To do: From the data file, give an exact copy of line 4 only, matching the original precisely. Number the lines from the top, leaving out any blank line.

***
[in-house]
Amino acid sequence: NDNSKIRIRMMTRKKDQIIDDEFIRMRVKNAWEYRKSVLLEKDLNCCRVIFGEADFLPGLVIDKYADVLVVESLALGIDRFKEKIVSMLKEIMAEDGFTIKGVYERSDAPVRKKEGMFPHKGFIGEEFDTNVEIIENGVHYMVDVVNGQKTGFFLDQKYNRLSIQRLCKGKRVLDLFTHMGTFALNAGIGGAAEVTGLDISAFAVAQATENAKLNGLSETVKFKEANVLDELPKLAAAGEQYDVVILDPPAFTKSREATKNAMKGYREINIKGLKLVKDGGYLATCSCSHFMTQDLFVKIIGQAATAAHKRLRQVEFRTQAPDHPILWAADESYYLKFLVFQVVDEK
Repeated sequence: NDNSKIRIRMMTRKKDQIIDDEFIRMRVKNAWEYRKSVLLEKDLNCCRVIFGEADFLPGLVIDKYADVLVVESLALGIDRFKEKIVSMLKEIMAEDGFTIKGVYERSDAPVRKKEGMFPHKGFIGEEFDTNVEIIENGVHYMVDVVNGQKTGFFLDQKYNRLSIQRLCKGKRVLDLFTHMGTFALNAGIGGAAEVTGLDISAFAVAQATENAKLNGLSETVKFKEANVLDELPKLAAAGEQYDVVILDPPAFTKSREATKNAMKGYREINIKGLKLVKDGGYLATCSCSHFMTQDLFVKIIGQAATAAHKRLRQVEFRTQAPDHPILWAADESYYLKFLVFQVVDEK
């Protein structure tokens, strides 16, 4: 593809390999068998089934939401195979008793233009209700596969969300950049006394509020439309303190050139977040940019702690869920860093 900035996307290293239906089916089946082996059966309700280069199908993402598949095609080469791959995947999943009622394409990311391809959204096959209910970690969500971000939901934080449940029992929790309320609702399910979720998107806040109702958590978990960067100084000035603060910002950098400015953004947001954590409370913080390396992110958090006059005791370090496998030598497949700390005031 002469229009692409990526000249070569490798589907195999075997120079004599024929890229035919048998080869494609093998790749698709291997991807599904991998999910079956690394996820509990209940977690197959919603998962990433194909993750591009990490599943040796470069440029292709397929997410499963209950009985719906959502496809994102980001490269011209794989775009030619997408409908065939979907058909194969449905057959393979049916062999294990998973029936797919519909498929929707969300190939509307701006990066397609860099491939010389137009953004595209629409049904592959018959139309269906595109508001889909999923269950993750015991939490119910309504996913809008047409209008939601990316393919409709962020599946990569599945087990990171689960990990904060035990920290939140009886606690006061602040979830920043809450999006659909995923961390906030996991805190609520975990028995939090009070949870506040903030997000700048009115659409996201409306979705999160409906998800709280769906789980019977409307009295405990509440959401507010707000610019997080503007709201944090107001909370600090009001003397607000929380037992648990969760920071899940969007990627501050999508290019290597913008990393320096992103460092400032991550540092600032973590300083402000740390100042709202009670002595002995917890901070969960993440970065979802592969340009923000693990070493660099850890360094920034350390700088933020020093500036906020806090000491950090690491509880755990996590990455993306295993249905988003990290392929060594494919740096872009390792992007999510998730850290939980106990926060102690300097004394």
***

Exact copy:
């Protein structure tokens, strides 16, 4: 593809390999068998089934939401195979008793233009209700596969969300950049006394509020439309303190050139977040940019702690869920860093 900035996307290293239906089916089946082996059966309700280069199908993402598949095609080469791959995947999943009622394409990311391809959204096959209910970690969500971000939901934080449940029992929790309320609702399910979720998107806040109702958590978990960067100084000035603060910002950098400015953004947001954590409370913080390396992110958090006059005791370090496998030598497949700390005031 002469229009692409990526000249070569490798589907195999075997120079004599024929890229035919048998080869494609093998790749698709291997991807599904991998999910079956690394996820509990209940977690197959919603998962990433194909993750591009990490599943040796470069440029292709397929997410499963209950009985719906959502496809994102980001490269011209794989775009030619997408409908065939979907058909194969449905057959393979049916062999294990998973029936797919519909498929929707969300190939509307701006990066397609860099491939010389137009953004595209629409049904592959018959139309269906595109508001889909999923269950993750015991939490119910309504996913809008047409209008939601990316393919409709962020599946990569599945087990990171689960990990904060035990920290939140009886606690006061602040979830920043809450999006659909995923961390906030996991805190609520975990028995939090009070949870506040903030997000700048009115659409996201409306979705999160409906998800709280769906789980019977409307009295405990509440959401507010707000610019997080503007709201944090107001909370600090009001003397607000929380037992648990969760920071899940969007990627501050999508290019290597913008990393320096992103460092400032991550540092600032973590300083402000740390100042709202009670002595002995917890901070969960993440970065979802592969340009923000693990070493660099850890360094920034350390700088933020020093500036906020806090000491950090690491509880755990996590990455993306295993249905988003990290392929060594494919740096872009390792992007999510998730850290939980106990926060102690300097004394």